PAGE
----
Cider Corner: Key Strategies ​Yonder Has Stuck to From the Start

Starting in a small garage at the start of the pandemic, Yonder Cider is a fast-growing cider brand in Seattle that founder Caitlin Braam says made the brand what it is today.

In just two years, Yonder has expanded statewide, growing by more than 240% in the past year, with an anticipated 200,000 gallons to be produced this year.

Braam shared with Brewer’s Cider Corner on the celebration of two years as Yonder Cider and what two key strategies have been important to the brand’s growth.

A priority, she noted, was ensuring that they put the same amount of care and attention into the branding and marketing of Yonder Cider as they do to the cider itself.

“Cider tends to have a lot of preconceived notions around it and we wanted to remove as many of those as possible,” she said. “Our packaging doesn’t scream cider, but it does grab your eye.

“If we can get consumers to fall in love with our brand and give our cider a try, we’re one step closer to changing some of those thoughts and showcasing how amazing cider can be.”

Thinking outside the box and rolling with the changes is a cornerstone of Yonder as well, she added.

Starting in a small neighborhood garage as a to-go bar, Braam worked with Seattle’s City Council to pass the “Bringing Business Home” bill, loosening home business regulations and allowing small businesses entrepreneurs like Yonder to get started in their garage. Later that year, she worked with Bale Breaker Brewing Company to navigate and take advantage of a new bill allowing distilleries to share their taprooms with cideries/wineries and breweries. After opening a small distillery, Yonder Cider and Bale Breaker were the first to be able to take advantage of the bill. Their joint BBYC taproom, located in Ballard’s popular Brewing District, opened in September 2021 and has quickly become a hot spot to grab a beverage and gather friends, offering expansive indoor/outdoor seating, retail space, a vintage photo booth, cider slushies, and 32 taps of beer and cider.

​”​We are constantly adapting and rethinking how we’re approaching a situation or opportunity, whether that be a new cider, reworking a current one, an unusual taproom concept, or how we present our brand on social media,” she said. “We launched in August 2020 and I don’t consider one thing we’ve done ’normal’ — from garage bars to cocktail-inspired ciders and beyond.”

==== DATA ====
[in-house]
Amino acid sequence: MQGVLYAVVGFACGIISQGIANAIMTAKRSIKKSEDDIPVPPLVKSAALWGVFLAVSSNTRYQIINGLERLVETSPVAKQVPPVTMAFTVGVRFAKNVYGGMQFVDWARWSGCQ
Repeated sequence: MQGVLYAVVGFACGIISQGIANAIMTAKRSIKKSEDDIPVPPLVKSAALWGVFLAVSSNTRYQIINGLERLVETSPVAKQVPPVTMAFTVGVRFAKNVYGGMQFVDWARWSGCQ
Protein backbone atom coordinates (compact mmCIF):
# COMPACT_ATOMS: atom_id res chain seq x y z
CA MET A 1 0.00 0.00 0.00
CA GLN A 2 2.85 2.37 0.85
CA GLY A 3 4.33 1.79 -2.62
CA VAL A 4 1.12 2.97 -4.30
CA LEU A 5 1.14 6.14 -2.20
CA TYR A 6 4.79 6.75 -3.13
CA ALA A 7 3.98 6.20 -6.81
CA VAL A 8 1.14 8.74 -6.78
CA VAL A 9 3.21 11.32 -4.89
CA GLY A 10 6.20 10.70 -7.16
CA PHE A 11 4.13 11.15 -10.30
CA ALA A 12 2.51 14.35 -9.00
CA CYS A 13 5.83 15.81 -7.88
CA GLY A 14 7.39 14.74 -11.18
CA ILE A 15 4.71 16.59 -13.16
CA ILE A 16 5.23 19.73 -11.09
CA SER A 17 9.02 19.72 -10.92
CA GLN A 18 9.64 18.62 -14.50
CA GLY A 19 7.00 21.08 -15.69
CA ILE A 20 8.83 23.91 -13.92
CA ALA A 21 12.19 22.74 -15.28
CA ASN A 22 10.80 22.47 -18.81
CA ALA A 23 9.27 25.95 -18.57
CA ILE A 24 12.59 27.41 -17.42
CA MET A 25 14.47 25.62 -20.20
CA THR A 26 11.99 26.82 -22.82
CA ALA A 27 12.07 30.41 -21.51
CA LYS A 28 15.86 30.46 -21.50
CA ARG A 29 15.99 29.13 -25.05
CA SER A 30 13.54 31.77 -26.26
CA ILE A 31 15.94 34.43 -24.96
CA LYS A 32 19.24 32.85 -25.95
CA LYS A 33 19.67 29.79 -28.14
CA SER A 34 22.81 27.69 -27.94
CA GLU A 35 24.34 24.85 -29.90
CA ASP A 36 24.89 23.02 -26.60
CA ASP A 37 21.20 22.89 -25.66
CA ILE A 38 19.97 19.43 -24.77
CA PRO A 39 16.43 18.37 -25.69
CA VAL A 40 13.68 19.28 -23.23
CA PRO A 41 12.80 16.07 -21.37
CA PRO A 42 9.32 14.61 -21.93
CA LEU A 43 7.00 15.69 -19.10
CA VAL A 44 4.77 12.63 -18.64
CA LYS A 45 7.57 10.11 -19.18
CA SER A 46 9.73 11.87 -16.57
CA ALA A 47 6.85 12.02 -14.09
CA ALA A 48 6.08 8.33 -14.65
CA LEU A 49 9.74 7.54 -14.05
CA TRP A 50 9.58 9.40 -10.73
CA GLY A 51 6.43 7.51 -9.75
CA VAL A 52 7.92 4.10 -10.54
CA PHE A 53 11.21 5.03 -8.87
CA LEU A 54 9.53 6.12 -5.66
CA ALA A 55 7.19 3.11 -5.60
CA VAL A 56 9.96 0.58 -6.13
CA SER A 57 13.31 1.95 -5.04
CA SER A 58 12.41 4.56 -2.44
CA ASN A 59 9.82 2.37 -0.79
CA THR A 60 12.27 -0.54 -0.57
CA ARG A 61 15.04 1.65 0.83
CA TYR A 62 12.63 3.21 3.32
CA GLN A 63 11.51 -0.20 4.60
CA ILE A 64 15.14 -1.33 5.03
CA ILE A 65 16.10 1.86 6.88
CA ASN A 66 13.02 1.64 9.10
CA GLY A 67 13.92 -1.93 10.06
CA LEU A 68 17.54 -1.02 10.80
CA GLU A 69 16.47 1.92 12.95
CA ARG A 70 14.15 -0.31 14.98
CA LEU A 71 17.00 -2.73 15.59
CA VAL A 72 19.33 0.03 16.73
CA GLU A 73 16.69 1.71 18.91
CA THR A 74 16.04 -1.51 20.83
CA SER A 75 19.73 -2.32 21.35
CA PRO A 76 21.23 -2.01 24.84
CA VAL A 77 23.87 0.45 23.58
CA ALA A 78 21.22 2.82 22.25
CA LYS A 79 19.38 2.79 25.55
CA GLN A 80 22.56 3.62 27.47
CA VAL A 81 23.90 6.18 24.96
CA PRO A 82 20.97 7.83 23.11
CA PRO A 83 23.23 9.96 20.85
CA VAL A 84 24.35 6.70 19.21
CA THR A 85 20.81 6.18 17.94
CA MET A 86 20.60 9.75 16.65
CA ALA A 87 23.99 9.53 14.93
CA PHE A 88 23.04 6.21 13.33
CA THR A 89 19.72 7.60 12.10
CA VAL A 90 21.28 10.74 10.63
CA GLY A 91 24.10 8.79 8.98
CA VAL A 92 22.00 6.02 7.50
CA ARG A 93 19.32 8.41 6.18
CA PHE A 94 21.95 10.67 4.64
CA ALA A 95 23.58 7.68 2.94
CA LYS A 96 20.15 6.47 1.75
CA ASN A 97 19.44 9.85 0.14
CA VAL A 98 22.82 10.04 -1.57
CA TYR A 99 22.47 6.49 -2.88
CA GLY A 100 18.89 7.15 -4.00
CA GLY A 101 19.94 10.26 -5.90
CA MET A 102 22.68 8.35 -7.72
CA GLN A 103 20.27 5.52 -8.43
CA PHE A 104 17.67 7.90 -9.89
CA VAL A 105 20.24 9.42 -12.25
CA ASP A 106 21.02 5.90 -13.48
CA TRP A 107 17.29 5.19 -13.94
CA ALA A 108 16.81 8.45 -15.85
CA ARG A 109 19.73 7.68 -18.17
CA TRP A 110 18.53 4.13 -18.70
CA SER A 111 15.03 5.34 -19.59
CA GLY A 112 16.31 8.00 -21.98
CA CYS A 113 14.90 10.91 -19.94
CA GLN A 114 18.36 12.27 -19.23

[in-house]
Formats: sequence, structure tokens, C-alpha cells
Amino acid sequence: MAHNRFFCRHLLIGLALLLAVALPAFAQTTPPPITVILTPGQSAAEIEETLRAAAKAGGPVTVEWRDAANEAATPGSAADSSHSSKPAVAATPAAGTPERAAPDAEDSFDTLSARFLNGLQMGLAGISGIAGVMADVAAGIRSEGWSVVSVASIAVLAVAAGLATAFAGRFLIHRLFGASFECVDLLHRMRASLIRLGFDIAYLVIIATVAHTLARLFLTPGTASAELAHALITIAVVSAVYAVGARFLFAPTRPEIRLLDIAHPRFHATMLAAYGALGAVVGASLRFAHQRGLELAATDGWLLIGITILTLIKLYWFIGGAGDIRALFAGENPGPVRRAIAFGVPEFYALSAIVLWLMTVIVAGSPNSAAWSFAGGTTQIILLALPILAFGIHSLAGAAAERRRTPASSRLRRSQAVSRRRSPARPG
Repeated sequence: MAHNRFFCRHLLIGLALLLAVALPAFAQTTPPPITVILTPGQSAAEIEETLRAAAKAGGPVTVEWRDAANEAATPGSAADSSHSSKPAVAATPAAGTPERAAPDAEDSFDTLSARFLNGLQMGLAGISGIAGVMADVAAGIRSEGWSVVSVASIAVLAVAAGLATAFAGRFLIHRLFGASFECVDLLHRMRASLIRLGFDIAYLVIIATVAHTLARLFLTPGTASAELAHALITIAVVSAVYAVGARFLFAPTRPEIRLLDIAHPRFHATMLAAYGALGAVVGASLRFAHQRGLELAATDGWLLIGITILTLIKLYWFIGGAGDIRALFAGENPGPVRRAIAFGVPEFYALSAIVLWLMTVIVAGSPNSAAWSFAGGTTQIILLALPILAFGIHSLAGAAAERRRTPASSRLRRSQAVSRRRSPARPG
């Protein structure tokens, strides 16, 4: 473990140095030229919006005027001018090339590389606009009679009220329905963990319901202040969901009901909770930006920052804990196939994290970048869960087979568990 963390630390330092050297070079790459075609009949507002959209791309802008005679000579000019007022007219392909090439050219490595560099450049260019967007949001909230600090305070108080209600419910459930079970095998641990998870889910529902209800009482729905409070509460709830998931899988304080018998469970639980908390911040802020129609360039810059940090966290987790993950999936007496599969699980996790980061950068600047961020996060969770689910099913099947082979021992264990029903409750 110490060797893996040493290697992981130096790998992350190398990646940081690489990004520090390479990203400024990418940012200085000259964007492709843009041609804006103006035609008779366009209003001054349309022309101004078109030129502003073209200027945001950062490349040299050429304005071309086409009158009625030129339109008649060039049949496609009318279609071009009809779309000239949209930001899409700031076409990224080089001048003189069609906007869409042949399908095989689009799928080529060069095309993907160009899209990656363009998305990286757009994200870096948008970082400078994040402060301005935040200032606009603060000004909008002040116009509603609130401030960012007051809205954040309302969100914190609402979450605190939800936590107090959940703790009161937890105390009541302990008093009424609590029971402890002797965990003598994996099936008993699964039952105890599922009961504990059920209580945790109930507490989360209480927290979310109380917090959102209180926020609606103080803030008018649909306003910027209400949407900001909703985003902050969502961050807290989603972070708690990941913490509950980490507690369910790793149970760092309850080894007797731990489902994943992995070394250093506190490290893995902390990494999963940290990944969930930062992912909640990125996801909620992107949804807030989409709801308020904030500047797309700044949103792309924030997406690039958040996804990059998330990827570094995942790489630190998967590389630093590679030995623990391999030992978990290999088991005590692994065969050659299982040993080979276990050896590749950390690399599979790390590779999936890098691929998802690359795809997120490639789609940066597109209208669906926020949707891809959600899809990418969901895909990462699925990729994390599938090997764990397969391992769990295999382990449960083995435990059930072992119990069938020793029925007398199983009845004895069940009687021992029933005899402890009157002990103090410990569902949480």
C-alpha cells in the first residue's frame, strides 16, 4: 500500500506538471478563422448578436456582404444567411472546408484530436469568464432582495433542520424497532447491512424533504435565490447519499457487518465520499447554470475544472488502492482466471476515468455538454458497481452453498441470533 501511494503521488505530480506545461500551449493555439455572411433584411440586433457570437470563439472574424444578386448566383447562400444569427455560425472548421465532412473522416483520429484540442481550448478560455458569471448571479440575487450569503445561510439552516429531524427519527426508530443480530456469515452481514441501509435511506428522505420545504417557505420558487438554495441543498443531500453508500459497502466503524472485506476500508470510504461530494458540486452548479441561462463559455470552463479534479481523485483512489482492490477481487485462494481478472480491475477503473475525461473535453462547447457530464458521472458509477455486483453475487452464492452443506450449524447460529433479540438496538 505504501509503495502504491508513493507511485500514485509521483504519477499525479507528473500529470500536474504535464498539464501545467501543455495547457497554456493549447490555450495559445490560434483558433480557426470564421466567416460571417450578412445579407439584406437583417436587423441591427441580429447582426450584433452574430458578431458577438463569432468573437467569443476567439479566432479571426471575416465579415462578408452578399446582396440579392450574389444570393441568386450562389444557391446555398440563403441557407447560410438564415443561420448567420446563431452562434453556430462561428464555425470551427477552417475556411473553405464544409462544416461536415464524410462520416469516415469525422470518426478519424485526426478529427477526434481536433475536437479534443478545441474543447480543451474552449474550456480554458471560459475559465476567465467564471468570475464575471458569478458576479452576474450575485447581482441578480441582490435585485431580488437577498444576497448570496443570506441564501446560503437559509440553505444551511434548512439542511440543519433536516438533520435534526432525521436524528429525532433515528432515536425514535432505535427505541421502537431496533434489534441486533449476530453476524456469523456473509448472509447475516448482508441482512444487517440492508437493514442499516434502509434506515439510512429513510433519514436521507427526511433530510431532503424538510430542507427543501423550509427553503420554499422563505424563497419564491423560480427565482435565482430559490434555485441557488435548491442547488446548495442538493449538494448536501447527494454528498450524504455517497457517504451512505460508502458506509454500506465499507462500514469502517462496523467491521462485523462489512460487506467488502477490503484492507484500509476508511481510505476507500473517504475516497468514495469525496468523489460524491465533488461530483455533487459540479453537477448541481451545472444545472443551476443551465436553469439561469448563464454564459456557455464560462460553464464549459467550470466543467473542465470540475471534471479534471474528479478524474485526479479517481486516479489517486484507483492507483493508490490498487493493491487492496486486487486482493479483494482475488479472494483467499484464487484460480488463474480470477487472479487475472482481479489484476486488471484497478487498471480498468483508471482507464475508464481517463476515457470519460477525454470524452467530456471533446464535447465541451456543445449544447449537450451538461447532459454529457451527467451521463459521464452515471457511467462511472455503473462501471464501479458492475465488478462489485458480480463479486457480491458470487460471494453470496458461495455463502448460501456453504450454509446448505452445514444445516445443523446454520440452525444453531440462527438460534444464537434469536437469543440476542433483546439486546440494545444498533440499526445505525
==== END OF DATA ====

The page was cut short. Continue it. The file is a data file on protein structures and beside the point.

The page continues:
​Braam said they still stand by those key drivers and strategies as they are specifically designed to allow for change and flexibility.

​”​We adapt as we need to, no matter what the world throws at us​,” she said. “Launching in a pandemic, this wasn’t really a choice, but our team embraced it and it became what Yonder is now known for.

​”​We come up with an idea and find a way to make it work. Sometimes that means passing a new bill with the City Council or finding a fun loophole that allows you to open a joint taproom with a brewery. We continue to challenge the norm and people notice.​”​

​Of course, all business operations find pits to climb out of. The same for Yonder and naming a cider ​Semi Sweet was a learning experience.

“While the cider isn’t sweet and it’s actually a popular style of cider, just seeing the word sweet on a can made consumers wary of trying it,” she said. “It didn’t even cross my mind when we launched that it would be an issue. What’s sad is it’s my favorite cider.”

That same cider is now called Vantage and is a touch less sweet, making it semi-dry, and Braam said they are slowly seeing a shift in its sales.

“And yes, it’s still my favorite,” she said.

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